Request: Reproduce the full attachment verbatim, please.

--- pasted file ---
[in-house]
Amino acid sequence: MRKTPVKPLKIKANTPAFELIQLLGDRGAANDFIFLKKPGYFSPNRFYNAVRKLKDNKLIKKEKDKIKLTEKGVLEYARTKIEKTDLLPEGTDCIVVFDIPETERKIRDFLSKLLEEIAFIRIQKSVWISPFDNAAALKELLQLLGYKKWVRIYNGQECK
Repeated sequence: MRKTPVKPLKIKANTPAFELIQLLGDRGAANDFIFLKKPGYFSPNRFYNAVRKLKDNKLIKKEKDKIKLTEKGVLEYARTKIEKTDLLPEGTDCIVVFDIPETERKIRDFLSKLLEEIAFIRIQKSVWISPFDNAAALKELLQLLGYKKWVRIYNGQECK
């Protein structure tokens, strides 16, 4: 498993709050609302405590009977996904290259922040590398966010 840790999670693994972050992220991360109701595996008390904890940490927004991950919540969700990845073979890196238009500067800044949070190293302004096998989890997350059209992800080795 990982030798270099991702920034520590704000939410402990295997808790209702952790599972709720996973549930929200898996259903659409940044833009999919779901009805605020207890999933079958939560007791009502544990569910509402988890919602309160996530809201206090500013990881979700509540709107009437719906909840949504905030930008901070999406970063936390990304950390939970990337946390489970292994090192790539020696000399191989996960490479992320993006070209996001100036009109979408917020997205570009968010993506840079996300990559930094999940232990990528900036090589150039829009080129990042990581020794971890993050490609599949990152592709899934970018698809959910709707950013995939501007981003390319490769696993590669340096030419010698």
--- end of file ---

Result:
[in-house]
Amino acid sequence: MRKTPVKPLKIKANTPAFELIQLLGDRGAANDFIFLKKPGYFSPNRFYNAVRKLKDNKLIKKEKDKIKLTEKGVLEYARTKIEKTDLLPEGTDCIVVFDIPETERKIRDFLSKLLEEIAFIRIQKSVWISPFDNAAALKELLQLLGYKKWVRIYNGQECK
Repeated sequence: MRKTPVKPLKIKANTPAFELIQLLGDRGAANDFIFLKKPGYFSPNRFYNAVRKLKDNKLIKKEKDKIKLTEKGVLEYARTKIEKTDLLPEGTDCIVVFDIPETERKIRDFLSKLLEEIAFIRIQKSVWISPFDNAAALKELLQLLGYKKWVRIYNGQECK
């Protein structure tokens, strides 16, 4: 498993709050609302405590009977996904290259922040590398966010 840790999670693994972050992220991360109701595996008390904890940490927004991950919540969700990845073979890196238009500067800044949070190293302004096998989890997350059209992800080795 990982030798270099991702920034520590704000939410402990295997808790209702952790599972709720996973549930929200898996259903659409940044833009999919779901009805605020207890999933079958939560007791009502544990569910509402988890919602309160996530809201206090500013990881979700509540709107009437719906909840949504905030930008901070999406970063936390990304950390939970990337946390489970292994090192790539020696000399191989996960490479992320993006070209996001100036009109979408917020997205570009968010993506840079996300990559930094999940232990990528900036090589150039829009080129990042990581020794971890993050490609599949990152592709899934970018698809959910709707950013995939501007981003390319490769696993590669340096030419010698």